One often-repeated statement about divorce is that afterward, women’s standard of living goes down, while men’s goes up. While this isn’t universally true, it often is, and it leads to a stereotype of men living it up after divorce, throwing money around and enjoying their new “freedom.”
But just because some men are financially better off after divorce doesn’t mean that divorce is good, or easy, for them. In fact, the stereotype of the carefree divorced man living his best life masks the suffering that many men experience during and after divorce—suffering they may be embarrassed by and struggle to talk about. Unfortunately, shame and isolation only make things worse.
Let’s take a look at how and why divorce hits men hard, and what they can do to make things better.
In discussing some of the struggles men experience in divorce, we are necessarily generalizing. But of course all men don’t experience the same challenges, and we are not trying to say that women don’t experience many of these issues, too. That said, there are aspects of divorce that tend to be more difficult for men than for women.
One of these is the grieving process. We think of grief as something people experience after a death, but grief is a part of any major loss, including divorce. The loss of a marriage is one of the most significant losses a person can face. When someone loses a spouse to death, they are expected to grieve and are supported in doing so. When a man loses a spouse to divorce, the stereotype mentioned above can hamper the natural, and essential, grieving process. His friends may slap him on the back and tell him to “get back out there;” the culture in general may shame him for crying and urge him to have a stiff upper lip. But as many a therapist has noted, there is no getting around grief; one must go through it.
When men try to get over their grief prematurely without processing it, it often manifests in other ways, many of which are destructive. Unresolved grief may show up as anger, or may be self-medicated with alcohol or other substance abuse. If the substance abuse is severe or prolonged, it may affect a man’s ability to see and spend time with his children—leading to more unresolved loss and grief.
Women also tend to have more and deeper social and emotional connections than men. They are often the “relationship managers” within a marriage, arranging gatherings with friends, calling family members, remembering birthdays, etc. Men may keenly feel the loss of these connections after divorce. Whereas a woman who is grieving the end of a marriage may vent to friends or family, talk to a therapist, or join a support group, men may lack the strong connections that enable them to really talk with someone about their loss.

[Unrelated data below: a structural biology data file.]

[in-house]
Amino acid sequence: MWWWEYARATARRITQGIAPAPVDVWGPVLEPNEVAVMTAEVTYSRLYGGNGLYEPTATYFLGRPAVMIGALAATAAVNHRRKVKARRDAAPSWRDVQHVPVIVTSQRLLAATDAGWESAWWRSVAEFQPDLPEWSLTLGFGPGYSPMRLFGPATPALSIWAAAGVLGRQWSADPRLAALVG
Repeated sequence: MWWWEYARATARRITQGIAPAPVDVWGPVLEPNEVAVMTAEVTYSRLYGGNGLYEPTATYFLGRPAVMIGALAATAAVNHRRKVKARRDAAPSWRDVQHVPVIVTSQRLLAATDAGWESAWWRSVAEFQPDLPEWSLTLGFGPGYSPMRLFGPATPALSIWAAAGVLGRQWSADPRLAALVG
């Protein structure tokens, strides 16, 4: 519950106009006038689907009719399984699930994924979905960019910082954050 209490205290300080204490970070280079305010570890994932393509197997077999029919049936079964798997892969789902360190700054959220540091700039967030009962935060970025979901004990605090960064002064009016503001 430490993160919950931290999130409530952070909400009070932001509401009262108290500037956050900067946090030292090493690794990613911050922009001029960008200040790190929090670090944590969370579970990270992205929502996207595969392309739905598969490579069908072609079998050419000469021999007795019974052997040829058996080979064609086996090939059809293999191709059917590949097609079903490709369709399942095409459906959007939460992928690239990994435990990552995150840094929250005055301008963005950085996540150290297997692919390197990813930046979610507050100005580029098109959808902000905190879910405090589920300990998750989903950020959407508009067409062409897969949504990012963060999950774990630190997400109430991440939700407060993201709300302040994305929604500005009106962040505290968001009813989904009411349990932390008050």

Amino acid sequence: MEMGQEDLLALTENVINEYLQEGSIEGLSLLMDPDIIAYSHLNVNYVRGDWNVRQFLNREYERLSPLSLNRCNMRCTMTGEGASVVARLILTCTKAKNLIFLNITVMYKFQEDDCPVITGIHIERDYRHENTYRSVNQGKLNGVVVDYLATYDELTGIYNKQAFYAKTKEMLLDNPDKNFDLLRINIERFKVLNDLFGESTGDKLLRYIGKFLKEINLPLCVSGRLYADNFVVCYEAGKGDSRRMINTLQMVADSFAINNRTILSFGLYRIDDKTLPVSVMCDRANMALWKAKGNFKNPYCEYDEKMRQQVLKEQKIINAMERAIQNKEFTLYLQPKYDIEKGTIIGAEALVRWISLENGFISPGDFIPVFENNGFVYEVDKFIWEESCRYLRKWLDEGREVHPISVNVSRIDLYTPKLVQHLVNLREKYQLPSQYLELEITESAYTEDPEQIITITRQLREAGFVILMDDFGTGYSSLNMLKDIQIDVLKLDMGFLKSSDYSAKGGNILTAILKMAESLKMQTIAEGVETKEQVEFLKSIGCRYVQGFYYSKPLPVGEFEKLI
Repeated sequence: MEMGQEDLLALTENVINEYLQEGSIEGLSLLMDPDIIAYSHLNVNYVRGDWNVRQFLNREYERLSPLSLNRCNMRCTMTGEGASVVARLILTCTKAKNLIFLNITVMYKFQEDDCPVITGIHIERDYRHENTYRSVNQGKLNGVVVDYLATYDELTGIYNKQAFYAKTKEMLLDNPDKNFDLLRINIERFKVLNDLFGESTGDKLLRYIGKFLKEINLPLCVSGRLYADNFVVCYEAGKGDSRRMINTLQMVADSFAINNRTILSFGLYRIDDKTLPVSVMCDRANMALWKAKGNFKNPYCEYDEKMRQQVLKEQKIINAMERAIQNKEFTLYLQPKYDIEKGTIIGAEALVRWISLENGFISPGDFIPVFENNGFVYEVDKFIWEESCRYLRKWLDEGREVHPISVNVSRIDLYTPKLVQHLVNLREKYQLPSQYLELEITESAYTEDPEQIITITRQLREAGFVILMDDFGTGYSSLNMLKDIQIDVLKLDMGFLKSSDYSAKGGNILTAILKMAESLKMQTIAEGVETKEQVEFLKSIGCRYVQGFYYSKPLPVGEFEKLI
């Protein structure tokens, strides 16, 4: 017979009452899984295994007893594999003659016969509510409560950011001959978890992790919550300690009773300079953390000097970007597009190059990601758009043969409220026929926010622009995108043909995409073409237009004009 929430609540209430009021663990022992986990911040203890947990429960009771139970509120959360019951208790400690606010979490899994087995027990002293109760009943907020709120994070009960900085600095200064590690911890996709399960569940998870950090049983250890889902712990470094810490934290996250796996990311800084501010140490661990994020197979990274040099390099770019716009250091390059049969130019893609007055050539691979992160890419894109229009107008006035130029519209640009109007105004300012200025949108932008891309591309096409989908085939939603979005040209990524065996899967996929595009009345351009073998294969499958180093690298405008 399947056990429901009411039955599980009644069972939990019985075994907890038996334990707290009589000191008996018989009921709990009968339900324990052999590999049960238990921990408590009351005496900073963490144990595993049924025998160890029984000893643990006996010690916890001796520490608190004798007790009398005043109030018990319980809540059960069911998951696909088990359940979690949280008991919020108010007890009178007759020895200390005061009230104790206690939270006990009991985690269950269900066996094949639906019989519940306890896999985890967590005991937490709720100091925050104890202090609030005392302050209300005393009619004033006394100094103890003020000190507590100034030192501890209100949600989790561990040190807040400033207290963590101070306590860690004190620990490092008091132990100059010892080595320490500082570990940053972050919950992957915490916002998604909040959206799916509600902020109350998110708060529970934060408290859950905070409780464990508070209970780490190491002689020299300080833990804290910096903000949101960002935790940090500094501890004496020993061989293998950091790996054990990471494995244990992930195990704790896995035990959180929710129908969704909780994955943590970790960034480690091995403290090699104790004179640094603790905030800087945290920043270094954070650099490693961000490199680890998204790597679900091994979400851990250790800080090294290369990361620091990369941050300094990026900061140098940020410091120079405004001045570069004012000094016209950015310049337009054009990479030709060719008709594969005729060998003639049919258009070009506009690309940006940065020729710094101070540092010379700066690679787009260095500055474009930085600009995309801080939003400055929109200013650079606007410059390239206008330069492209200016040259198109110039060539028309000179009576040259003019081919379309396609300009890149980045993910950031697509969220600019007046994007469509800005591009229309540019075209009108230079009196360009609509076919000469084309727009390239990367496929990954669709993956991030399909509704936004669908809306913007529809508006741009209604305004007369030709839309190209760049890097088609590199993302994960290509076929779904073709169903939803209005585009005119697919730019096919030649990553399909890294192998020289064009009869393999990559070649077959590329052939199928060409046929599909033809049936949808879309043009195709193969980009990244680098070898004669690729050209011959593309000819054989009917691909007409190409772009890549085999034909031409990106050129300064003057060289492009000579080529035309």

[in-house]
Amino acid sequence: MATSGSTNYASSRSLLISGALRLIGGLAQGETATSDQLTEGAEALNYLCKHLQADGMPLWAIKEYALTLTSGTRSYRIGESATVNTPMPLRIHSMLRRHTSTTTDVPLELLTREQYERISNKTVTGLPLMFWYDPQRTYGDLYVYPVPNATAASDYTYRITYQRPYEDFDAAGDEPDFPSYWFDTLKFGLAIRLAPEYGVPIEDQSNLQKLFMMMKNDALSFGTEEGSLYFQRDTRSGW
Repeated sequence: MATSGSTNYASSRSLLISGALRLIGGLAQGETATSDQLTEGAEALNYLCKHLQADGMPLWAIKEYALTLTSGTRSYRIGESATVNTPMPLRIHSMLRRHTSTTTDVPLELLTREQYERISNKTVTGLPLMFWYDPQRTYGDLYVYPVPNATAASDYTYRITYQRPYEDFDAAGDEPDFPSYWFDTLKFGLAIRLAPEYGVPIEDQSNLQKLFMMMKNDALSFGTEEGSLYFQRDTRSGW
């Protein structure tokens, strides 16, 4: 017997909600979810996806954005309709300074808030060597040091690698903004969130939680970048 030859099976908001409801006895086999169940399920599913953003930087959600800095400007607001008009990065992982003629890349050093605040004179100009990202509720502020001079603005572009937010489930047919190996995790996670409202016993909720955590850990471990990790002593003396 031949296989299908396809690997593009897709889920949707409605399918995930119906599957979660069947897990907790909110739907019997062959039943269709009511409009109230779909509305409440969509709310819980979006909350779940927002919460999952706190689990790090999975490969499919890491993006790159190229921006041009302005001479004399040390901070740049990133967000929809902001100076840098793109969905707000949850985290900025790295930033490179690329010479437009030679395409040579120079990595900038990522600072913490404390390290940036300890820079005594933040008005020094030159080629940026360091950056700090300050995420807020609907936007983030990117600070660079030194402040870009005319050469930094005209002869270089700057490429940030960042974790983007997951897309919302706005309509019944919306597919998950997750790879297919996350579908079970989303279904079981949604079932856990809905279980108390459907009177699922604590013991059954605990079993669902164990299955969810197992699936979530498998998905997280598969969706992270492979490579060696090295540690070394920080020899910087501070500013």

In addition to managing a couple’s social relationships, wives also often are the ones who look after husbands’ health, by cooking healthy food, urging them to make doctor appointments, and so on. Men are, of course, perfectly capable of cooking and placing phone calls. The reality remains, however, that many men put their health on a back burner after a divorce.
Let’s take a moment, too, to talk about men’s relationship with their kids, which can take a hit after divorce. Whether the children live primarily with their mother or not, divorce can complicate a relationship between fathers and their children.
Despite Minnesota’s effort to reframe divorced parents’ time with their children as “parenting time,” rather than “visitation,” many men do indeed feel like visitors in their children’s lives, especially if the children’s mother took the lead in parenting during the marriage (arranging playdates and doctor appointments, being involved at school, providing most care at home). If the man’s role in the family unit was primarily as a provider, he may feel relegated to the role of writer of child support checks in divorce. Most men want a close relationship with their kids after divorce, but many are unsure how to achieve it.
There are a lot of forces at work against men after divorce, none more powerful than the social expectations that they “bounce back” quickly. These expectations, unfortunately, provide a framework that doesn’t really work for men—socially, emotionally, or financially.
There are two primary things, that can be done in tandem, to help men weather a divorce and its aftermath. The first is to get experienced legal representation, ideally working with a family law attorney who sees you as a person, not a stereotype, and who is in tune with your needs and goals for your divorce. The second is to work with a reputable counselor. Many of the struggles identified in this blog stem from a loss that men may not have the emotional tools to work through. Counseling, whether short-term or ongoing, can help you develop new skills for dealing with your new reality: processing grief, making new connections, maintaining and growing your relationship with your children.
You deserve to have your needs met, but in order to do that, you have to acknowledge that you have needs. If you have questions about navigating the divorce process or the period after your divorce, we invite you to contact Mundahl Law. We’re happy to help you get the assistance you need to create the future you deserve.